So, before we end 2015, I just wanted to talk to you a little bit about men. 20 years from now, you will probably meet someone. Someone who will sweep you off your feet, someone who will take your breath away. And then before I know it, you’d probably be telling me you want to get married, which comes to the first point I want to make. If the guy doesn’t even bother seeking permission from us before asking your hand in marriage, don’t marry him. Call me old fashion, but that’s how it should be done. It shows courage (that he’s brave enough to face your daddy who will be holding a rifle) and respect (that your then old woman has had to put in so much love and effort into raising you). But let’s talk about what you should look for in a man, before you even think about getting hitched.
IMG_4610_1
In all honesty, I can’t tell you what is the perfect man, because what is perfect for me, may not be suitable for you. But I know what qualities a man SHOULDN’T have, and if you notice any of the points below, then please just head to the other direction sweetie.

  1. If a man talks about himself more than he talks about you both as a couple, then smile and thank him, and WALK AWAY. Because he’s just given you a glimpse of how your future would look like – him being all about himself and you’d just be, well, you. Total separate entities.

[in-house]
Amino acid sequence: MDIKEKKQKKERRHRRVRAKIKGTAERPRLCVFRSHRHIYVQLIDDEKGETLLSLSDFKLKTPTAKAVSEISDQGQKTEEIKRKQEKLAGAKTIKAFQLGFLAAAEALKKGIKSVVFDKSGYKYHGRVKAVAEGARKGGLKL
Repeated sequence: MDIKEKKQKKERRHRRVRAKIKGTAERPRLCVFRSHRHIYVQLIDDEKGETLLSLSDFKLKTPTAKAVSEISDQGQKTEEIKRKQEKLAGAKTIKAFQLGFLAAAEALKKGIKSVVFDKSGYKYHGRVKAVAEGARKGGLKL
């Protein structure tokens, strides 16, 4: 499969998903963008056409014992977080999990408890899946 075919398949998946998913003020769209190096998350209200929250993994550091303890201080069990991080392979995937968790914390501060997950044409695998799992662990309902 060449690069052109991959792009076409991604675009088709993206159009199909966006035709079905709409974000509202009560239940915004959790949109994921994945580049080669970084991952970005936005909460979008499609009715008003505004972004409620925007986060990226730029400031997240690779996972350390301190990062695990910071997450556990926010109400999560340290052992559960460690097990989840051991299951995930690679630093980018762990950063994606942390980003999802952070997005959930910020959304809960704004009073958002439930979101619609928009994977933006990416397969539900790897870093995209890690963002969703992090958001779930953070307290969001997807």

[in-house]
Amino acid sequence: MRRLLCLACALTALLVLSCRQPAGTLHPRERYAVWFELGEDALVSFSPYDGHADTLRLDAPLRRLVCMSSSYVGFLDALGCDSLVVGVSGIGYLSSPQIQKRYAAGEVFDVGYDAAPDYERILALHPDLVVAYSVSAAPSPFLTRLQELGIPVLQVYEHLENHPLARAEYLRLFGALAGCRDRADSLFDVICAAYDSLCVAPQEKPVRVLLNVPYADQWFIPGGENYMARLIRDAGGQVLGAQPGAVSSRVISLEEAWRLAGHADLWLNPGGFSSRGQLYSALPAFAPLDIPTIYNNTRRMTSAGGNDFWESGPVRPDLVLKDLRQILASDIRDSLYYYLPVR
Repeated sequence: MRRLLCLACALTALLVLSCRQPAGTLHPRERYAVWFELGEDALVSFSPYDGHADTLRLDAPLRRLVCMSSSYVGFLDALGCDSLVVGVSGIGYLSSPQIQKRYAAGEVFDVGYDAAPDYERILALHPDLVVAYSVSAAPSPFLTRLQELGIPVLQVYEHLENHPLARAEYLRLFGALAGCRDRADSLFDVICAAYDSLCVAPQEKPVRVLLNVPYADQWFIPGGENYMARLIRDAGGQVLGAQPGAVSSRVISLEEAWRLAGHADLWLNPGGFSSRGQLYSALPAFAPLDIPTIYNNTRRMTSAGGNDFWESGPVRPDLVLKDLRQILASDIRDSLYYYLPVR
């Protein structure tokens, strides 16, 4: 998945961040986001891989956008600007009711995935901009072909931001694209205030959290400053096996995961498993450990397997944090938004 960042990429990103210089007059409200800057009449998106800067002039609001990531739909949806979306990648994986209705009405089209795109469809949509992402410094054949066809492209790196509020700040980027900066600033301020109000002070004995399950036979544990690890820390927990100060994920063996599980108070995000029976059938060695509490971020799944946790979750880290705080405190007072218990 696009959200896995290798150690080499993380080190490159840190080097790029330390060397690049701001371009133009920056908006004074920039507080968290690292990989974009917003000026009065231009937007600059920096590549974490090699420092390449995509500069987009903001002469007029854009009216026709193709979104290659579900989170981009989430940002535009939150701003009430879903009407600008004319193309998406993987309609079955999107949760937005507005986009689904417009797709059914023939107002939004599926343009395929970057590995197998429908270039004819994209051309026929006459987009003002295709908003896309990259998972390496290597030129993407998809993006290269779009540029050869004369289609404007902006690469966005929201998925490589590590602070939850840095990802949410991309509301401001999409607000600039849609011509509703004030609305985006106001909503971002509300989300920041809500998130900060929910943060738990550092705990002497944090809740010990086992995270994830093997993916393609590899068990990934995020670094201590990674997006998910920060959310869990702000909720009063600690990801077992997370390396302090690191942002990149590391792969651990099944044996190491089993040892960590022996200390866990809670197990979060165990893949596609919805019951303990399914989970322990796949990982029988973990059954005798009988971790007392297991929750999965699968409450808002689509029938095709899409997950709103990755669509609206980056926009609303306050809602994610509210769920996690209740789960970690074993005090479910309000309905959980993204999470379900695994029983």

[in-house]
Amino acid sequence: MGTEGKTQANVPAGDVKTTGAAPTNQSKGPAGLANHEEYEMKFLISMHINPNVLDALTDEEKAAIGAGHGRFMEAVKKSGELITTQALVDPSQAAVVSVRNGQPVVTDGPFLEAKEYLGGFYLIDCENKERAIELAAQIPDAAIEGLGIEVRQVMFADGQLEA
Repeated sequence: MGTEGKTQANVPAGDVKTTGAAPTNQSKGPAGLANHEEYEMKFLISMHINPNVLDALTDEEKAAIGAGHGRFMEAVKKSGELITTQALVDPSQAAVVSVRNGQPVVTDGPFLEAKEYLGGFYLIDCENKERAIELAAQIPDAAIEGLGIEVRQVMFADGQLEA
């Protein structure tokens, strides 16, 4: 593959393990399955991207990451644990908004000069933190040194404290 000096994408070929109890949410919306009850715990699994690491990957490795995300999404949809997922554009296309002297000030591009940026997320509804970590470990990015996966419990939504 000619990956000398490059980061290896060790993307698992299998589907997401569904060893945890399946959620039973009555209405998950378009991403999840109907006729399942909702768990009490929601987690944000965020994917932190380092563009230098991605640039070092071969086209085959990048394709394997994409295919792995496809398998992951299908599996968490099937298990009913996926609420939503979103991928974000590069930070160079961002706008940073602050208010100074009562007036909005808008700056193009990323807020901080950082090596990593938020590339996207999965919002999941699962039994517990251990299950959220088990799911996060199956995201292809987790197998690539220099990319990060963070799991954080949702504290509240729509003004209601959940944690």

2. If you do get to talk about the future, about having children, and you get the hint that he thinks women should do all the work raising a child, WALK AWAY. Parenting is teamwork. If a man is not man enough to change diapers or cradle the baby to sleep, he’s not man enough to be a father. No man should ever tell you he’s not born to be part of parenting. And believe me, I personally know men who are like that.
  3. If a man constantly needs to have the last say, WALK AWAY. You are an educated grown woman who has a good head on her shoulders, you don’t need a male chauvinistic pig to burden you for the rest of your life. Marriage or life as a couple is to be comfortable enough to not have the last say. You should value laughter and happiness over being right. That’s how marriages last.
  4. If you get the feeling as if you’re a maid when the man is around, then you probably are becoming one. In this case, RUN. I didn’t raise you to be slave. I’m not saying that house chores should be shared equally between man and woman, I’m saying that a man should be comfortable doing SOME chores. In my humble opinion, women should still be handling most of the operations at home, but if done right and being showed appreciation accordingly by your man, you shouldn’t feel as if you’re slaving yourself away. Your daddy has always been hands on with everything that goes on in our lives – parenting, house chores, business, etc. And we ALWAYS get things done TOGETHER. The key word here is together. If you’re going to be a couple, you need to work like one.